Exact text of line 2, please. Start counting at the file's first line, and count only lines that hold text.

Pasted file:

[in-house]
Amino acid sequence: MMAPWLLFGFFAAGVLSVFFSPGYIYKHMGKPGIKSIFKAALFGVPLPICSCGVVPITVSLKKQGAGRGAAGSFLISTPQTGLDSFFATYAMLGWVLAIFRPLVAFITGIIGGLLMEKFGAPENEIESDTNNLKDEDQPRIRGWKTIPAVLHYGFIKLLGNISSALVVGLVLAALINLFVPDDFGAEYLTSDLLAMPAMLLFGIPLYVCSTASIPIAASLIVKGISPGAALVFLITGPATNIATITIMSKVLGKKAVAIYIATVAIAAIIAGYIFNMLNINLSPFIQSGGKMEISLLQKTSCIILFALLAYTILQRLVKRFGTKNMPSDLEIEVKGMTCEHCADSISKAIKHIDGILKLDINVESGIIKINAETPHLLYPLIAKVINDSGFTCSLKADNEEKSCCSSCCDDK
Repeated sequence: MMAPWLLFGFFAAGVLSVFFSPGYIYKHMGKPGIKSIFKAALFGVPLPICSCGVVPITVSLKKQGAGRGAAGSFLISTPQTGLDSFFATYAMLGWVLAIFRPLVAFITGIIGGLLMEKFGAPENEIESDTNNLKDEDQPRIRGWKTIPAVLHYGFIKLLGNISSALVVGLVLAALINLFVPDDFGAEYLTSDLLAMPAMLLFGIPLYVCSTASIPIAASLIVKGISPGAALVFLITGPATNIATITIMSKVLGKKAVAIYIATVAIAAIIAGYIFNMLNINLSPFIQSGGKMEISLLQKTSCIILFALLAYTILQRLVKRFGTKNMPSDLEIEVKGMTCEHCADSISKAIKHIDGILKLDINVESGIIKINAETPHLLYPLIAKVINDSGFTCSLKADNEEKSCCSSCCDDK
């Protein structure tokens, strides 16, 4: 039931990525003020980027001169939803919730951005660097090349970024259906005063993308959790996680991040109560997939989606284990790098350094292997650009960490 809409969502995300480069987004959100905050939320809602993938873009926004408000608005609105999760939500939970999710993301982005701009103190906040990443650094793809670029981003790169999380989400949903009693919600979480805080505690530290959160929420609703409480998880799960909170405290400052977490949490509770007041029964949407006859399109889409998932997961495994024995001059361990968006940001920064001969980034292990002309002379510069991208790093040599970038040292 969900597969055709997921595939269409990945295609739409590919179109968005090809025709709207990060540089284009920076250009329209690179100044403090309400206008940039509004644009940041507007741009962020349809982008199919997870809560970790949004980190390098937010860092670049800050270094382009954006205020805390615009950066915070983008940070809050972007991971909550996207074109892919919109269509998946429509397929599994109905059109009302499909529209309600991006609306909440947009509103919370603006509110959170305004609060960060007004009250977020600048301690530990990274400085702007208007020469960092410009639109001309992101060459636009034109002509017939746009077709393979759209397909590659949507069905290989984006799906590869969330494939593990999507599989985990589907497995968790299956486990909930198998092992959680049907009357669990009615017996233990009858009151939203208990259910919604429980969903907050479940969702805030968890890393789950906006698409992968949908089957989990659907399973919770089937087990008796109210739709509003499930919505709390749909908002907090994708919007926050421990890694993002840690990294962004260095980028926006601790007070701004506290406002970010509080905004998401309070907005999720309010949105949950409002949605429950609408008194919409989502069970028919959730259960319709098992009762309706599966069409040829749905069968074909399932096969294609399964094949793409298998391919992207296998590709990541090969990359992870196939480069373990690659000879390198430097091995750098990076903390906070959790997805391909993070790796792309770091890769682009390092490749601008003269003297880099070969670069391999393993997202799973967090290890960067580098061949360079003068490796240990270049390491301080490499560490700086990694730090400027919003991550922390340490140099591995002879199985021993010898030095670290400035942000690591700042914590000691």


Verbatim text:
Amino acid sequence: MMAPWLLFGFFAAGVLSVFFSPGYIYKHMGKPGIKSIFKAALFGVPLPICSCGVVPITVSLKKQGAGRGAAGSFLISTPQTGLDSFFATYAMLGWVLAIFRPLVAFITGIIGGLLMEKFGAPENEIESDTNNLKDEDQPRIRGWKTIPAVLHYGFIKLLGNISSALVVGLVLAALINLFVPDDFGAEYLTSDLLAMPAMLLFGIPLYVCSTASIPIAASLIVKGISPGAALVFLITGPATNIATITIMSKVLGKKAVAIYIATVAIAAIIAGYIFNMLNINLSPFIQSGGKMEISLLQKTSCIILFALLAYTILQRLVKRFGTKNMPSDLEIEVKGMTCEHCADSISKAIKHIDGILKLDINVESGIIKINAETPHLLYPLIAKVINDSGFTCSLKADNEEKSCCSSCCDDK